His answer? Israel has more maneuvering room with Washington than one may think. Dealing with Washington, he said, is like parallel parking. There's always another inch to back into. And there's always a bumper, the U.S. Jewish community, to cushion the blow.
Israel's current prime minister, Binyamin Netanyahu, a Shamir disciple, was planning to visit Washington today with an apparently similar approach, but his meeting with President Barack Obama was canceled after Israeli naval commandos conducted a deadly raid on a flotilla of aid ships bound for Gaza Monday, killing nine or more people. The Israeli government says its commandos were attacked first, but aid workers say that's not true.
Monday's incident has set off protests throughout the Middle East and no doubt will raise tensions between Mr. Obama and Mr. Netanyahu when next they do meet. The prime minister already had been quoted in the Israeli press as telling confidants that he has come out victorious in his standoff with Mr. Obama over freezing West Bank and East Jerusalem settlements. He has since denied the alleged comments.
As Mr. Obama tries to engage Mr. Netanyahu in an effort to re-launch the peace process, the prime minister's conduct suggests that he too views the current U.S.-Israeli dynamic as an exercise in dent-the-bumper parking. Mr. Obama should not stand for it.
Mr. Obama must not allow Mr. Netanyahu and his aides to persuade American Jews that the Obama administration is unfriendly to Israel. Mr. Obama has upheld America's commitment to Israeli security with perhaps the strongest military-security support for Israel of any U.S. government in recent history. Just ask the Israeli security establishment. Its chiefs will tell you how forthcoming Mr. Obama has been on updating the "qualitative edge" that Israel enjoys militarily in the region, or on securing congressional funding for Israel's "Iron Dome" short-range missile defense system.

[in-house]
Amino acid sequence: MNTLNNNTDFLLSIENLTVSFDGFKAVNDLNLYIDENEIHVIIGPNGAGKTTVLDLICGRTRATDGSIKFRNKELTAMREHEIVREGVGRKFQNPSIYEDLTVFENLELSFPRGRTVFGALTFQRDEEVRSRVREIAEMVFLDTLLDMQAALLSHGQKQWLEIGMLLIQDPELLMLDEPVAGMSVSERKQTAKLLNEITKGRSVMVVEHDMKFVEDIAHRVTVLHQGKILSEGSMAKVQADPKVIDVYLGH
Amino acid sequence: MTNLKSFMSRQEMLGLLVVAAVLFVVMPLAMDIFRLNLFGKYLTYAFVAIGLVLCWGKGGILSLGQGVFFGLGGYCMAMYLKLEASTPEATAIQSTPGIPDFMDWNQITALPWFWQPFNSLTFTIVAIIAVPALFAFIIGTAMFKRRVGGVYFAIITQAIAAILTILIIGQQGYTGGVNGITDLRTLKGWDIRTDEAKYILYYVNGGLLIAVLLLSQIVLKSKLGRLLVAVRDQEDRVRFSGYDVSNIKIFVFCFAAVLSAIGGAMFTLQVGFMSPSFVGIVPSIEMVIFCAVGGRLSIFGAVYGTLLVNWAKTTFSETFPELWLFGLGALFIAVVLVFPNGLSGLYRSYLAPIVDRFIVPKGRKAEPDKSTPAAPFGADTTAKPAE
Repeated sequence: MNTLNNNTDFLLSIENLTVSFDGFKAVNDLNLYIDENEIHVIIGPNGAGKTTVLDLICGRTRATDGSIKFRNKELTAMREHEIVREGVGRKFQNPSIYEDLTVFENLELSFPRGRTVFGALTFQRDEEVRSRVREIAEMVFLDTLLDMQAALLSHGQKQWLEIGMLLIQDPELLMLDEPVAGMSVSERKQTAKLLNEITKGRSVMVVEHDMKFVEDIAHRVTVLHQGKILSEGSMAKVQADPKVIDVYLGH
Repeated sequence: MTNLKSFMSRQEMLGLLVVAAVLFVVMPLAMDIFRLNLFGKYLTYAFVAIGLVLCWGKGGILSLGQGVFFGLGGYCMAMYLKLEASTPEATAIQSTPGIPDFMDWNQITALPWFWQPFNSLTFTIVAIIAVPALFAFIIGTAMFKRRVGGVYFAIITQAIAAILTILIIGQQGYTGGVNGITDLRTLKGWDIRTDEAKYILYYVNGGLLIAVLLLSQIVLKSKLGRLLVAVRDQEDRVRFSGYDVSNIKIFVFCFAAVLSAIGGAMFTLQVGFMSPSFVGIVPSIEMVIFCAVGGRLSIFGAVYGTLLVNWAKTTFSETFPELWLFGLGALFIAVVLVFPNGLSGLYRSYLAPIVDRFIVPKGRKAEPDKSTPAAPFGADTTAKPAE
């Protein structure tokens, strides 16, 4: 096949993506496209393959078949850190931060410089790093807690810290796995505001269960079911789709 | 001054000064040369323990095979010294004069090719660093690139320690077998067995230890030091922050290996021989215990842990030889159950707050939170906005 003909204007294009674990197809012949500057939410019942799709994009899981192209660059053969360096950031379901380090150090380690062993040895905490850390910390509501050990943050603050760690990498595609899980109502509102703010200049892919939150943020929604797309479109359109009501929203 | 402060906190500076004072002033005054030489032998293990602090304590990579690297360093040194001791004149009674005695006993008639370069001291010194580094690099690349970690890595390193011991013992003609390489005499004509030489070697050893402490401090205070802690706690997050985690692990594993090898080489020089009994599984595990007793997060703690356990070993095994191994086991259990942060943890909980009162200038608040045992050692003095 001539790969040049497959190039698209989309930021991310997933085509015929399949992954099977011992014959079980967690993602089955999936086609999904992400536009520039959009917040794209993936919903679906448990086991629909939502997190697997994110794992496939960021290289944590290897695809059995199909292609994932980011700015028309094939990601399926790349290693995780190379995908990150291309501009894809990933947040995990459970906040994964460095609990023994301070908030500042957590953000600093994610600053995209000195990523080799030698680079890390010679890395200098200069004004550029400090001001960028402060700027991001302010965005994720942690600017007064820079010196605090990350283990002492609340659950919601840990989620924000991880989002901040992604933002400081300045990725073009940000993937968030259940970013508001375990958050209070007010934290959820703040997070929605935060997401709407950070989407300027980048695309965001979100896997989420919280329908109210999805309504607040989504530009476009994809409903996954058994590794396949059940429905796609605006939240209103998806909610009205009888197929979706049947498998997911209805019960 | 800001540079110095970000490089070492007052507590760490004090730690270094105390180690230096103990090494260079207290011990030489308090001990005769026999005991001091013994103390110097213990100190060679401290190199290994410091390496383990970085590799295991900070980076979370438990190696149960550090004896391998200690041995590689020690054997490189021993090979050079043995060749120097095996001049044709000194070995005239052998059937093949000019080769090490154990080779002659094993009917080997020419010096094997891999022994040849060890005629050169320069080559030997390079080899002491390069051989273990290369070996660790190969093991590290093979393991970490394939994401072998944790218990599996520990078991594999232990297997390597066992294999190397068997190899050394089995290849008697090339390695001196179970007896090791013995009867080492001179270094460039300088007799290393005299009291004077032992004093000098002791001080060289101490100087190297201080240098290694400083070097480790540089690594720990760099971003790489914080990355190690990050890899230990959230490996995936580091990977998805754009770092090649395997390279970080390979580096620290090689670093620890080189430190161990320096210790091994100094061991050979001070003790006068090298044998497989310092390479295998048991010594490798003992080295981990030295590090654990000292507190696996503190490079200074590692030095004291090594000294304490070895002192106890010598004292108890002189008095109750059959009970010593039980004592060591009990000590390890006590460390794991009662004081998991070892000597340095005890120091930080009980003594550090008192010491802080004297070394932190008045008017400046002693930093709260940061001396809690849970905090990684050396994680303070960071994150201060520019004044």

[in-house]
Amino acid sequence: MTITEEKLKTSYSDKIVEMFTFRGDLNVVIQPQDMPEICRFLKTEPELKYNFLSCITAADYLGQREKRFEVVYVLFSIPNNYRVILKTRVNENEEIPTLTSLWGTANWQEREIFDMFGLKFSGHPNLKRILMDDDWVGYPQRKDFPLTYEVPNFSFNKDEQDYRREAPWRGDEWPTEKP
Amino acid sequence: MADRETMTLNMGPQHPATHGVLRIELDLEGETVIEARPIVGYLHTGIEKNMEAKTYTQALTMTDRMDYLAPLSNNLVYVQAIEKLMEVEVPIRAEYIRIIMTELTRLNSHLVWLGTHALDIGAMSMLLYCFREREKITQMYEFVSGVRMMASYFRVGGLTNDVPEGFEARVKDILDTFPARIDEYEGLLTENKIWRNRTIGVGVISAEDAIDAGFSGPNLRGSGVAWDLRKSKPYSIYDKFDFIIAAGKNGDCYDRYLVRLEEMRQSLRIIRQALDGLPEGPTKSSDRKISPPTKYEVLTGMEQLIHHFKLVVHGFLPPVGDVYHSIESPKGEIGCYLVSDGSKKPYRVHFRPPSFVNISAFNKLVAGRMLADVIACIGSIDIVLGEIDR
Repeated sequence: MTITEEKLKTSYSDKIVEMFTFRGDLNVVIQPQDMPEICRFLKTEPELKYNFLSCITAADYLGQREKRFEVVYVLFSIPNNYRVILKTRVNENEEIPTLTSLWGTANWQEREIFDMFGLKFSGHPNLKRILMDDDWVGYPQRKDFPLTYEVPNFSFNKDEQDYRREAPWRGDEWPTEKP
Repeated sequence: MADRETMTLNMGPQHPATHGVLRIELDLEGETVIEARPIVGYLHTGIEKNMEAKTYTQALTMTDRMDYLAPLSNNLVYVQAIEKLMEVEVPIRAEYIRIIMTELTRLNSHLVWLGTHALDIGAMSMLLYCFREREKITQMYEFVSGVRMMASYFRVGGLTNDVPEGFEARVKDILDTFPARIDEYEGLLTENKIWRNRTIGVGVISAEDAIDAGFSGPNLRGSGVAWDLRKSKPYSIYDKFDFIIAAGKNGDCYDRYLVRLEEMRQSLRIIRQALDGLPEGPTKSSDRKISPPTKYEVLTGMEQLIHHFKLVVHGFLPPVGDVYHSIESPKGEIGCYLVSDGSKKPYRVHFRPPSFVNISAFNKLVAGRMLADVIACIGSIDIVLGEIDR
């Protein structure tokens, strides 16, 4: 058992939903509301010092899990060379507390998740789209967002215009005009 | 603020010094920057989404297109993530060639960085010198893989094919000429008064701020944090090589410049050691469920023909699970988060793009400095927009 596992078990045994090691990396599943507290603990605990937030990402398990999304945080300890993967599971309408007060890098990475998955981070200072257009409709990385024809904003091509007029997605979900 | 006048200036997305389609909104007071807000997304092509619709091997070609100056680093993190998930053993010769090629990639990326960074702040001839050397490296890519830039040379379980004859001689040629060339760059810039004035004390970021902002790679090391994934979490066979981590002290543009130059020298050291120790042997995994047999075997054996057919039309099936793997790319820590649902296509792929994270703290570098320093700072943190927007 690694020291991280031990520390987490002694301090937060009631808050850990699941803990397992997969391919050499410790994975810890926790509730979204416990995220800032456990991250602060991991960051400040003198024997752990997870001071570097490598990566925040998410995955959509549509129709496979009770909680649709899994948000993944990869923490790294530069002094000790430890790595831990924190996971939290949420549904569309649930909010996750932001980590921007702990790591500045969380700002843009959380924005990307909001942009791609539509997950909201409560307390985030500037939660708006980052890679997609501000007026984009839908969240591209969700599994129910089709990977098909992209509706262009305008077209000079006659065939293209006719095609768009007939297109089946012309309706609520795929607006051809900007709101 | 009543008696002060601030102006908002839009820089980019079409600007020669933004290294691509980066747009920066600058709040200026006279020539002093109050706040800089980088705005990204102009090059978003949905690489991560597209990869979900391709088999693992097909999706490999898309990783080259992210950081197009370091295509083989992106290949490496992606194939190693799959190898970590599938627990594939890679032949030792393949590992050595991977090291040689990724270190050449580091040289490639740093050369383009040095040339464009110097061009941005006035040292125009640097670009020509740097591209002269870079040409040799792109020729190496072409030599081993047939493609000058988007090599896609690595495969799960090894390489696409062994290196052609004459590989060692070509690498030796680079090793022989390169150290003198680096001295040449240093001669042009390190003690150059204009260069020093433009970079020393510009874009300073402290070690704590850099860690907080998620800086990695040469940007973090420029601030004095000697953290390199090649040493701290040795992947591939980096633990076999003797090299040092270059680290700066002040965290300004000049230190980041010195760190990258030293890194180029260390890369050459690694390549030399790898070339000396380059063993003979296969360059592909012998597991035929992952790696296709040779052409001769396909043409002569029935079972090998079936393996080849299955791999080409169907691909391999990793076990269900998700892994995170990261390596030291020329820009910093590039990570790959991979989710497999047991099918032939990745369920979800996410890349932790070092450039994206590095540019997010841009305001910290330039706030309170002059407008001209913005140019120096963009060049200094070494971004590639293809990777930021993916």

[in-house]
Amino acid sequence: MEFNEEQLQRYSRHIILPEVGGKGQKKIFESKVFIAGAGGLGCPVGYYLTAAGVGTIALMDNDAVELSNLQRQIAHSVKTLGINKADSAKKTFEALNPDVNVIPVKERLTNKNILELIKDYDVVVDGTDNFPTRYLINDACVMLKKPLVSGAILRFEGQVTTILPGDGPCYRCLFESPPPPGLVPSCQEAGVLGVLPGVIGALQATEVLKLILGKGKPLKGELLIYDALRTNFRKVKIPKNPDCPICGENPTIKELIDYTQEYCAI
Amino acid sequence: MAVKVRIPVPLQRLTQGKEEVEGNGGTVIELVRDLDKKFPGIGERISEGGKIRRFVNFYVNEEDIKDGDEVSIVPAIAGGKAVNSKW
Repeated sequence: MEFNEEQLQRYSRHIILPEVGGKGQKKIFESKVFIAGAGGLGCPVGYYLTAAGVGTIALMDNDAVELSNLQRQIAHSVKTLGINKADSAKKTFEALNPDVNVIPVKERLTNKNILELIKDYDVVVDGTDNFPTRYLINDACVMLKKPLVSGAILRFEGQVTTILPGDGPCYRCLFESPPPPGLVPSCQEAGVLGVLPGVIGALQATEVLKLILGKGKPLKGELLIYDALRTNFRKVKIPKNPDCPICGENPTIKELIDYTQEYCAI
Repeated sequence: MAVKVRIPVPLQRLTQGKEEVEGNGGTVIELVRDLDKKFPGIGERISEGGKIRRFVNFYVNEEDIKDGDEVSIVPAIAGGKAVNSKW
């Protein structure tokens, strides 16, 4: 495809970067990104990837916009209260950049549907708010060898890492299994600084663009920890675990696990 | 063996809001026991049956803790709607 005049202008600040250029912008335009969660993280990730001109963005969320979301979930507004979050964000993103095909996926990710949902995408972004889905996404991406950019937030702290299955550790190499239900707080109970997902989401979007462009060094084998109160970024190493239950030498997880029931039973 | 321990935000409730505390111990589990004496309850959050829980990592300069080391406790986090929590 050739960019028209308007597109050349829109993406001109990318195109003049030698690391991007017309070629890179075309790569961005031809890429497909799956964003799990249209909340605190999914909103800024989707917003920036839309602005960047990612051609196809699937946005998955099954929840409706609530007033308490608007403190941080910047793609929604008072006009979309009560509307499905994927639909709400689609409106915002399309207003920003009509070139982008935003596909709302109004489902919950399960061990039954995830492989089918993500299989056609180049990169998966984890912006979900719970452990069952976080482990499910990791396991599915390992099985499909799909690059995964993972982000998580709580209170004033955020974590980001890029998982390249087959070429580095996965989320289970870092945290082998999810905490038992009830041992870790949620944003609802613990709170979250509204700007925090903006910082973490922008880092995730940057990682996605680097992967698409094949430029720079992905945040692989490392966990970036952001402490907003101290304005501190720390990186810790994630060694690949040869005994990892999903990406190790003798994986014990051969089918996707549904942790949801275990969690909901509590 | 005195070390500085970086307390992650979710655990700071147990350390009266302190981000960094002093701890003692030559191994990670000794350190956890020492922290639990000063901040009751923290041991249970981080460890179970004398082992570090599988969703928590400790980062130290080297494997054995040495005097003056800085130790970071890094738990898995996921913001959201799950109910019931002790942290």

Mr. Obama should re-assert that he is not pushing the Israeli government to do something that is either unreasonable or that violates Israel's interests. Israel needs peace just as much as her Palestinian neighbors. Without a two-state solution to its conflict with the Palestinians, Israel will end up a chaotic, undemocratic bi-national entity. It will lose world support and sink deeper into the immoral morass of occupying another people.
Polls show that most Israelis now realize just how much of a bone in Israel's throat the occupation is. Mr. Obama can help extract this bone. That's what friends do. More than any recent U.S. president, he has the ability to "deliver" the Arab and Muslim world to sweeten an Israeli deal with the Palestinians. Rebuffing Mr. Obama and portraying his efforts as adversarial is a terrible mistake. It is also strategically irresponsible.
Mr. Obama should make it clear that he doesn't see the U.S. Jewish community as Mr. Netanyahu's's "bumper."
Eight of 10 American Jewish voters gave their vote to Mr. Obama. A recent poll shows that 82 percent of American Jews support the United States playing an active role in helping the parties resolve the Arab-Israeli conflict. Seventy-three percent of American Jews support an active U.S. role even if it means that America were to publicly state its disagreements with both Israel and the Arabs. It also shows that by a 71 percent to 29 percent margin, American Jews support the United States "exerting pressure" on both Israel and the Arabs to make the necessary compromises for peace.
Mr. Obama should remind Mr. Netanyahu that by moving toward Middle East peace, he would be serving a key U.S. national security interest, and that this too is something that friends do. Mr. Obama should show Mr. Netanyahu that this president can still act decisively to pursue such a key U.S. interest, that he has not yet given up on peace.
Whenever Mr. Netanyahu does touch-park his limo at the White House, it is up to Mr. Obama to demonstrate not only his unyielding support for Israel's security and well-being, but also his determination to continue pushing for Middle East peace, even if it requires playing hardball with intransigent parties to the process.
Ori Nir used to cover Washington for the Israeli newspaper Haaretz and the Jewish Forward. He is now the spokesperson of Americans for Peace Now (www.peacenow.org).